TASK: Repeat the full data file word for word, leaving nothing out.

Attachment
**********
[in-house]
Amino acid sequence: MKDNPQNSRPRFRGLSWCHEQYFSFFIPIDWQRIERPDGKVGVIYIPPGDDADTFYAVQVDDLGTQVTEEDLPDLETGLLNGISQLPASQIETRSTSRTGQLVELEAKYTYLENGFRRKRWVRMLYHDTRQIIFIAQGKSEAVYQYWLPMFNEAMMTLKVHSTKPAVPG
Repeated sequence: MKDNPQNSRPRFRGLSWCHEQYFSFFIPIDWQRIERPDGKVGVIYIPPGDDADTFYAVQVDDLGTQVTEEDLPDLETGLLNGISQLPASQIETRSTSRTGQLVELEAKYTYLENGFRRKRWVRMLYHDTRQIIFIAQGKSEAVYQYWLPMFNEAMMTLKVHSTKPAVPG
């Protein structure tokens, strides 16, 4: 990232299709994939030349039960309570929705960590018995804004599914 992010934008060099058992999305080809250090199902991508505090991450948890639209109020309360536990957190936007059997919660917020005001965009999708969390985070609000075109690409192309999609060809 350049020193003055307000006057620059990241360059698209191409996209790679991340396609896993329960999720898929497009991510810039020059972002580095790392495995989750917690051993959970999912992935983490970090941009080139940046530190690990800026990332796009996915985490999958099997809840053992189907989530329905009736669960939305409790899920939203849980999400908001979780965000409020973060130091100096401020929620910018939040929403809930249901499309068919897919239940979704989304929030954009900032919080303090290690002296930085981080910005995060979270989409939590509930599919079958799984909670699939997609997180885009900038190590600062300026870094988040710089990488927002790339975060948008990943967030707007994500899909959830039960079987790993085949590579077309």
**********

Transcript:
[in-house]
Amino acid sequence: MKDNPQNSRPRFRGLSWCHEQYFSFFIPIDWQRIERPDGKVGVIYIPPGDDADTFYAVQVDDLGTQVTEEDLPDLETGLLNGISQLPASQIETRSTSRTGQLVELEAKYTYLENGFRRKRWVRMLYHDTRQIIFIAQGKSEAVYQYWLPMFNEAMMTLKVHSTKPAVPG
Repeated sequence: MKDNPQNSRPRFRGLSWCHEQYFSFFIPIDWQRIERPDGKVGVIYIPPGDDADTFYAVQVDDLGTQVTEEDLPDLETGLLNGISQLPASQIETRSTSRTGQLVELEAKYTYLENGFRRKRWVRMLYHDTRQIIFIAQGKSEAVYQYWLPMFNEAMMTLKVHSTKPAVPG
């Protein structure tokens, strides 16, 4: 990232299709994939030349039960309570929705960590018995804004599914 992010934008060099058992999305080809250090199902991508505090991450948890639209109020309360536990957190936007059997919660917020005001965009999708969390985070609000075109690409192309999609060809 350049020193003055307000006057620059990241360059698209191409996209790679991340396609896993329960999720898929497009991510810039020059972002580095790392495995989750917690051993959970999912992935983490970090941009080139940046530190690990800026990332796009996915985490999958099997809840053992189907989530329905009736669960939305409790899920939203849980999400908001979780965000409020973060130091100096401020929620910018939040929403809930249901499309068919897919239940979704989304929030954009900032919080303090290690002296930085981080910005995060979270989409939590509930599919079958799984909670699939997609997180885009900038190590600062300026870094988040710089990488927002790339975060948008990943967030707007994500899909959830039960079987790993085949590579077309």